- Ed Richter Staff Writer
The first six months for Franklin’s new fire and EMS department have gone pretty much according to plan, Fire Chief Jonathan Westendorf said Tuesday.
So far the new emergency medical services unit has responded to 967 calls for service, slightly fewer than the 1,000 calls originally projected, according to progress reports. And the city just recently struck a deal with the firefighters union on a new three-year contract that will give full-time firefighters 3 percent raises each year, retroactive to Jan. 1.
This time a year ago, city officials were in the midst of splitting with the Joint Emergency Medical Services District, which had been providing ambulance services for Franklin, Franklin Twp. and Carlisle since 1982. City officials wanted their own fire and EMS department and went to the ballot in August of 2012 to get it.
Voters approved a 3.5-mill continuing property tax levy that generates $733,000 a year to fund those operations.
“It’s been a long year, and when we look back … and see what we’ve been able to accomplish in a short amount of time, it is remarkable to have a successful operation,” Westendorf said. “There are real benefits to having fire and EMS in one department, and I don’t think there are any downsides to it. I’m happy with what we’re able to deliver to the community.”
Westendorf said the department has been able to hire some “highly qualified, energetic new staff members who are really excited.
“Everyone is enjoying the job … It shows the level of care we’re delivering,” he said.
Franklin EMS has quickly become the second-highest transporting squad to Atrium Medical Center in Middletown and to the Kettering Health Network, which operations Sycamore and Kettering hospitals.
City officials are working with the JEMS board to finalize the division of assets and liabilities as a result of Franklin’s withdrawal from the district. Westendorf said the division of assets and liabilities “is about 90 percent complete” and he hopes to have a final recommendation to council by its Sept. 16 meeting.
Westendorf said the city received two EMS ambulances and equipment from JEMS and purchased a third ambulance in October of 2012. He said since the split, both EMS departments have worked together at times when one of them needed back-up assistance.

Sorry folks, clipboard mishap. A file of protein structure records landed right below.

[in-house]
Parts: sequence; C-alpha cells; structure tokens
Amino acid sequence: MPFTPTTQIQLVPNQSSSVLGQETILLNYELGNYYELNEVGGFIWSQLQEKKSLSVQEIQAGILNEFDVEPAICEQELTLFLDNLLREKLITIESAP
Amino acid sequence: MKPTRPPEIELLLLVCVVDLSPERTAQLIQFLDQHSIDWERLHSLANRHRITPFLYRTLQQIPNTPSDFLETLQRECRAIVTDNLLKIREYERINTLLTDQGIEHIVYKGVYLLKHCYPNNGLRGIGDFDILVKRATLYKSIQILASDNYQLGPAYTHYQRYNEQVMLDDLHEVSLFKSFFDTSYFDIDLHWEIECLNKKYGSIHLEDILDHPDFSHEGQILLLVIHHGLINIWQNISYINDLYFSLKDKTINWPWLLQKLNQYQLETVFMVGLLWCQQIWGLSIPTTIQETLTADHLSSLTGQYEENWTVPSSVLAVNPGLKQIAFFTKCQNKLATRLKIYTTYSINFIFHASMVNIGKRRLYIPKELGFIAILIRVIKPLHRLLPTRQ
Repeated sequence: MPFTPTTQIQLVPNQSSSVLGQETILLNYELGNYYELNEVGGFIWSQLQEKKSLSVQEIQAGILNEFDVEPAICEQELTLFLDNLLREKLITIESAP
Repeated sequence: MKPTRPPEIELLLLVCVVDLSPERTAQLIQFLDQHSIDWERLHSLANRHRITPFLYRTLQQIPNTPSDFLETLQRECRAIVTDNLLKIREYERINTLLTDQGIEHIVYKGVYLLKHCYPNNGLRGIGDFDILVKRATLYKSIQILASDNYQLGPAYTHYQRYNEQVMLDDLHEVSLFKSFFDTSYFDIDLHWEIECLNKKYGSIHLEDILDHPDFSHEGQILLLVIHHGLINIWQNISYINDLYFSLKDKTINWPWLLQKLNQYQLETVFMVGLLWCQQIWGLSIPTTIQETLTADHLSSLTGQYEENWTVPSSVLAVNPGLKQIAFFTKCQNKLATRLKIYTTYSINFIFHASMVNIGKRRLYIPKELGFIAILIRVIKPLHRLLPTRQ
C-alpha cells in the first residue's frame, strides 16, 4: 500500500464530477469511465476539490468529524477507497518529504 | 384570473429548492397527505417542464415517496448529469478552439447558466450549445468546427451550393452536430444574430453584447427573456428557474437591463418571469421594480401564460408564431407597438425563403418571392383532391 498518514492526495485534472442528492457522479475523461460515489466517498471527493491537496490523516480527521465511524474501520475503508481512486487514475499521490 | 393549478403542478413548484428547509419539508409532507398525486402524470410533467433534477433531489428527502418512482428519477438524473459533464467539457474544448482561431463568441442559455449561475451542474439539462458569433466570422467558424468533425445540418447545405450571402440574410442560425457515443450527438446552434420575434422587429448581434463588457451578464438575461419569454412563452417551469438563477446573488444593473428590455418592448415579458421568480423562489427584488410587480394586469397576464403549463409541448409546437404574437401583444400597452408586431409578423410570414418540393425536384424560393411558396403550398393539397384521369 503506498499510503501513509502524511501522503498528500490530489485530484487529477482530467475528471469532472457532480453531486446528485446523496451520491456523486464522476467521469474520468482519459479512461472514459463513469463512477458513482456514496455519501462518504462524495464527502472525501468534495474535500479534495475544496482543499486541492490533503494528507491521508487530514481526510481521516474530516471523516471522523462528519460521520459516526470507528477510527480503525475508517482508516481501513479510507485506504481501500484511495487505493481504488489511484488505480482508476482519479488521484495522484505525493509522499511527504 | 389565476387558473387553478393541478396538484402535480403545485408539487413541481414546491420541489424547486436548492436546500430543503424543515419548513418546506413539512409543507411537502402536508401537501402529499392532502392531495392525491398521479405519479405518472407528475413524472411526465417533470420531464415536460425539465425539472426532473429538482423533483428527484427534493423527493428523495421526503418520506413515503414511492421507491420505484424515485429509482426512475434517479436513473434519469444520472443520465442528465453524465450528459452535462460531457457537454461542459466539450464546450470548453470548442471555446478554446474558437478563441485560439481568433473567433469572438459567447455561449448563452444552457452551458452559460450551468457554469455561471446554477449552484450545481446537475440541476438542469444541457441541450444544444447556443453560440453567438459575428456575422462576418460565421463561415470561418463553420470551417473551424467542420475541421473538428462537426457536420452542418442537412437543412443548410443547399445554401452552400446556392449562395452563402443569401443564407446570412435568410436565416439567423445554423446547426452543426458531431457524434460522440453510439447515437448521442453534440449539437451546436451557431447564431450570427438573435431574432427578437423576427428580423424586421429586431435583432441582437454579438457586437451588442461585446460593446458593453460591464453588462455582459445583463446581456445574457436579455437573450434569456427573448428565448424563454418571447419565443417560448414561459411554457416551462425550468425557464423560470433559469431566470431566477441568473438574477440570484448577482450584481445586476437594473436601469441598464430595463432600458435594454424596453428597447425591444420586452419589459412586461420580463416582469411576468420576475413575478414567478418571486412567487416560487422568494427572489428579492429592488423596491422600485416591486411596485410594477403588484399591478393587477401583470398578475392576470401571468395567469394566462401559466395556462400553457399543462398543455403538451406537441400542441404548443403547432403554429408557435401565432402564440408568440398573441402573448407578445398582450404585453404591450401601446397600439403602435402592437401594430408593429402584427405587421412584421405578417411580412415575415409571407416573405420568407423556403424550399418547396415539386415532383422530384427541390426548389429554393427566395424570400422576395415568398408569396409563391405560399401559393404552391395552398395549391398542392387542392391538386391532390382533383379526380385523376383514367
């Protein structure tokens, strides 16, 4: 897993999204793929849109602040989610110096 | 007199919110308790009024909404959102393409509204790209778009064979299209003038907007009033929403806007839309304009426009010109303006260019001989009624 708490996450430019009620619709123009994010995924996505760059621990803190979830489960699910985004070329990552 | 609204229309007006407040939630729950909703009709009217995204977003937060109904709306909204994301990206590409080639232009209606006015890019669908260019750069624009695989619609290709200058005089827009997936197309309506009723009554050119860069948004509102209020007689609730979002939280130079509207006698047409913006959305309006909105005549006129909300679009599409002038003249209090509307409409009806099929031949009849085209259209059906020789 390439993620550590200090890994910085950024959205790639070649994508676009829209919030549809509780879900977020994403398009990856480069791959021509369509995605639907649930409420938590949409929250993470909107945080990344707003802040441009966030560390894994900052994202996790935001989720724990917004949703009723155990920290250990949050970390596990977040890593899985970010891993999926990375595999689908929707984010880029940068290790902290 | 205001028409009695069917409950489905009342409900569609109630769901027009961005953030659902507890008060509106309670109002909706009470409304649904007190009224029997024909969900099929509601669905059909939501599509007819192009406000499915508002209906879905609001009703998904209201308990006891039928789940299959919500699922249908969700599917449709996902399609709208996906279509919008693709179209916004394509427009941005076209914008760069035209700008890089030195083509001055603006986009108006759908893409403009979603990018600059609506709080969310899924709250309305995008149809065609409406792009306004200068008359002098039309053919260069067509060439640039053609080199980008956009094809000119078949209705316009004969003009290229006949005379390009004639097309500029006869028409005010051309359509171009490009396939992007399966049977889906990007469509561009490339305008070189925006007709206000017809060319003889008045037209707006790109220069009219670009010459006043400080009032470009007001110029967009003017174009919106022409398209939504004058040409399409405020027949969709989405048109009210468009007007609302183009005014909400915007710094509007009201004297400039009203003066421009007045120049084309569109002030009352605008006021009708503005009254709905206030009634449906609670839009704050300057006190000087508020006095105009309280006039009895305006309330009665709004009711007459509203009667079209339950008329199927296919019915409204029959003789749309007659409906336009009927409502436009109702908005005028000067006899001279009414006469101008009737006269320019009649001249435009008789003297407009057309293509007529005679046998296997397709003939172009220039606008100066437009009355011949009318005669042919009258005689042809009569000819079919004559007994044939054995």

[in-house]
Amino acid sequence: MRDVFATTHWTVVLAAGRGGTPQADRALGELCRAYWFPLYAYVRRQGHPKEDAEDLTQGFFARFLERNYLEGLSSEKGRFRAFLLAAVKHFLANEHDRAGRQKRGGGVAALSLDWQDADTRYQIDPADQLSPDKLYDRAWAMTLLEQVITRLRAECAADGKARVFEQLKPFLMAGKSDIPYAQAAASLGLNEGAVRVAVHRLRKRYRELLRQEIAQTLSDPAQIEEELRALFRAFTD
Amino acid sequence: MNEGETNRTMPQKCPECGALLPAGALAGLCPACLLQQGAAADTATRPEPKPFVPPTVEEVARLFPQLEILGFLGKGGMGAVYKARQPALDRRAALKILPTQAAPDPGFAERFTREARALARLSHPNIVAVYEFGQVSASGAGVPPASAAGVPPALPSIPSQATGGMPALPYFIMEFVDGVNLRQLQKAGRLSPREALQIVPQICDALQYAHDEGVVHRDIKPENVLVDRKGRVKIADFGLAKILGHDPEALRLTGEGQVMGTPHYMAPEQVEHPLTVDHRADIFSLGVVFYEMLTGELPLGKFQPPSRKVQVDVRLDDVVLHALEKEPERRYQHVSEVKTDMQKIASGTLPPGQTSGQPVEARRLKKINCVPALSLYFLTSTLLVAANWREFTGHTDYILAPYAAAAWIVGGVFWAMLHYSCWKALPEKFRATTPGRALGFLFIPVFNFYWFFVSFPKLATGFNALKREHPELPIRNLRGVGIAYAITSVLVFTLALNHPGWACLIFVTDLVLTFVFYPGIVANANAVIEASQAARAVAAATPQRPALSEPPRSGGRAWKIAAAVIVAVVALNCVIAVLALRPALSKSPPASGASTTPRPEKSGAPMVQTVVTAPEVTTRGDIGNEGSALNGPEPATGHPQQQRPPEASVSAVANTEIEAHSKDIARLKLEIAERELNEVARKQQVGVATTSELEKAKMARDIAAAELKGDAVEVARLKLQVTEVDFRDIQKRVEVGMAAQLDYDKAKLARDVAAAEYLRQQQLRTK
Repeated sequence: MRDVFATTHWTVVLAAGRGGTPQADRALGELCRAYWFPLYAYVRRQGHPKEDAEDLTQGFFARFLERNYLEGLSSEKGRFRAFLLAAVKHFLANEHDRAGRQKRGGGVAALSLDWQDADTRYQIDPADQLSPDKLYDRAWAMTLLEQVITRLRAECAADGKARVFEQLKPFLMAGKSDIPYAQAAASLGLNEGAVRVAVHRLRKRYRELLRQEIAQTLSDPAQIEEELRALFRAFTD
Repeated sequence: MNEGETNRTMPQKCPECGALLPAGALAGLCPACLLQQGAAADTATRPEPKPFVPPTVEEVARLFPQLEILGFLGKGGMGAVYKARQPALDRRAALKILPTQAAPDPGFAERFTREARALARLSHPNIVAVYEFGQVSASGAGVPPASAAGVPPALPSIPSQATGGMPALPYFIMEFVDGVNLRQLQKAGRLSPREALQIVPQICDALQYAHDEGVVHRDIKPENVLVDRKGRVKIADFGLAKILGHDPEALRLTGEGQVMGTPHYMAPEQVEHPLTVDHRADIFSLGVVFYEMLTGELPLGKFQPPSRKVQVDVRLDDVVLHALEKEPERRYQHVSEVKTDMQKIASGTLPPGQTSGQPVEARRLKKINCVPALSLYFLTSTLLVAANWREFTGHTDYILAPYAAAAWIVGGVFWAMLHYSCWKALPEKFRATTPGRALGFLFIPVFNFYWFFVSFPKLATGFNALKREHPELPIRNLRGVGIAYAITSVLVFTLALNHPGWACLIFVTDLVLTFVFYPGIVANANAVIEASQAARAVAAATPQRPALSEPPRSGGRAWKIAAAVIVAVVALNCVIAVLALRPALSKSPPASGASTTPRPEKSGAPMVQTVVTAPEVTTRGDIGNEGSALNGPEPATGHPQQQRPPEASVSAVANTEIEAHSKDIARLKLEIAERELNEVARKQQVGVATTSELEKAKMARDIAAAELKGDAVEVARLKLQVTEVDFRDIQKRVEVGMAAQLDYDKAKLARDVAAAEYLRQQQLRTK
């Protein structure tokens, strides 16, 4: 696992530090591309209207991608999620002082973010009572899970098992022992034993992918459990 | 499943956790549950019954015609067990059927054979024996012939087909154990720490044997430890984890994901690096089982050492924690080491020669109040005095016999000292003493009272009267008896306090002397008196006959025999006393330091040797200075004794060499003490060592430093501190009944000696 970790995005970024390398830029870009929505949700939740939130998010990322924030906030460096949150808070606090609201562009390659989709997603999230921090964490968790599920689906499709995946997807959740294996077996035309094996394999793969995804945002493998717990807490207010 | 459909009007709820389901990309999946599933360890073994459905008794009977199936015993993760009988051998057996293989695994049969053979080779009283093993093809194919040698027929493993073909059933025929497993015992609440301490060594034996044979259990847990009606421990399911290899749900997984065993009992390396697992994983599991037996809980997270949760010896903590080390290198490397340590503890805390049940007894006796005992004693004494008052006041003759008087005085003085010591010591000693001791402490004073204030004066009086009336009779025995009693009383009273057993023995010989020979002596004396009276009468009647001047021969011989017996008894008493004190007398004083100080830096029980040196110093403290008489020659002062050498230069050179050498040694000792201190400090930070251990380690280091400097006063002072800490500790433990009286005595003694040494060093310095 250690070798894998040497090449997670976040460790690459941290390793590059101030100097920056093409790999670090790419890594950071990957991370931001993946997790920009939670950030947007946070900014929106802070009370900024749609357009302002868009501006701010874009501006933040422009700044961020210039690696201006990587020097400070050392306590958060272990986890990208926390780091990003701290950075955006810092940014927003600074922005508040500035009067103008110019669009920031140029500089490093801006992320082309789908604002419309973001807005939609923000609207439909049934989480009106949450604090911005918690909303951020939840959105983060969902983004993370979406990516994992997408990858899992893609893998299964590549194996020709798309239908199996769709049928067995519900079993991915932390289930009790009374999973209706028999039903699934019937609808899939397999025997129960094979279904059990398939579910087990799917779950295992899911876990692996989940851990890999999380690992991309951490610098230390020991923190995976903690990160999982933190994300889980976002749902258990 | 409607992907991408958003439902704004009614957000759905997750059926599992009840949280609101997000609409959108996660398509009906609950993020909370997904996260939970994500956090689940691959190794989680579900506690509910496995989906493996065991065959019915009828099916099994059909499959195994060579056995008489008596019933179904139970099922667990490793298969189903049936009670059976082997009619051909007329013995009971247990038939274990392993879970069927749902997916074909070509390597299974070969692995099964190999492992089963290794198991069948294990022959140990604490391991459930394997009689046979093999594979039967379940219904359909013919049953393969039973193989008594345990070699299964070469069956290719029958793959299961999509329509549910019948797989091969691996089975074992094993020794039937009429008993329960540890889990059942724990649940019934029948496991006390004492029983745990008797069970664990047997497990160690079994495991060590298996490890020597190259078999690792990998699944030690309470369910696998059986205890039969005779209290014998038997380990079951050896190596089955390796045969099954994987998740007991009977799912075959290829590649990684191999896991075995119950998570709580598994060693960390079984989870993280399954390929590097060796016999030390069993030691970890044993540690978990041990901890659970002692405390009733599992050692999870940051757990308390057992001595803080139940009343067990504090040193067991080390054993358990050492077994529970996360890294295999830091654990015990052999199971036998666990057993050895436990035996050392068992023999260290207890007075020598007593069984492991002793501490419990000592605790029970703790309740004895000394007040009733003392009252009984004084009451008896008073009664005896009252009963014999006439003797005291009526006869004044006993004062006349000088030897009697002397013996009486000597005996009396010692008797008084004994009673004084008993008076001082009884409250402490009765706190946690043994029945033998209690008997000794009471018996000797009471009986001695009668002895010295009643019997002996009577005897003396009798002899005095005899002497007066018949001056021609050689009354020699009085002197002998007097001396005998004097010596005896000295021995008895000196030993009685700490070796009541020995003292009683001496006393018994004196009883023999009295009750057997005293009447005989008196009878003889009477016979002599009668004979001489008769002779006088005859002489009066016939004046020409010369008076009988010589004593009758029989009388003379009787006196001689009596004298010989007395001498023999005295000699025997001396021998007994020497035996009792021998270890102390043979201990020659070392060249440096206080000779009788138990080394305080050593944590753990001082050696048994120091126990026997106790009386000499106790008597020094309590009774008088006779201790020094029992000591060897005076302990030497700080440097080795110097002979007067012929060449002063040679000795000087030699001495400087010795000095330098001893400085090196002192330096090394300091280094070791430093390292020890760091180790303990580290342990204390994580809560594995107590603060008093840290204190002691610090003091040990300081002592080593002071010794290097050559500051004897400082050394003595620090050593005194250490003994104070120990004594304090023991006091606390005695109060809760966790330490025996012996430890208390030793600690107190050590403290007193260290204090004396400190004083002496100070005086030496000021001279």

JEMS Chief Andy Riddioughsaid, “I can tell you we are providing and receiving an equal amount of mutual aid as expected and have been able to work cooperatively. Life is moving on.”
Riddiough said the revamped JEMS organization, which operates from its station in the city of Franklin on East Sixth Street, remains responsible for the EMS needs in Franklin Twp. and Carlisle. He said between Jan. 1 and Aug. 20, JEMS units responded to 960 calls for service and is on track to respond to 1,200 to 1,800 calls by the end of 2013.
Meanwhile, Franklin’s new contract with its fire union was the product of a recent binding ruling by a conciliator.
Conciliator John Lenehan of Dayton issued his ruling July 31 to resolve contract issues between the city and International Association of Fire Fighters Local 3742, which represents Franklin’s firefighters.
City Council approved a resolution that updated its employee pay to include the increased raise for firefighters. According to a staff report written by City Manager Sonny Lewis, the city had budgeted for a 2 percent increase in union wages for 2013. The additional 1 percent required the city to make an additional appropriation of $14,393.
The conciliator also ordered the union to pay 0.5 percent more into their insurance premium each year of the contract. Retroactive to Jan. 1, 2013, union members will pay 12.5 percent of their insurance premium. That will increase to 13 percent in 2014 and 13.5 percent in 2015. In addition, the conciliator let stand the current provisions for sick leave and holidays and rejected a union proposal for minimum staffing.
A $2 per hour stipend for employees with EMT/paramedic certification who perform that rule was eliminated and those employees will receive a one-time lump sum bonus of $325.
When asked about the conciliator’s ruling, Westendorf said, “It is what it is.”
Fire Capt. Tony Abston, local union president, said it was the first time the union had gone to binding arbitration since it was established more than a decade ago.
“We’re happy with the report,” Abston said. “We thought it was fair.”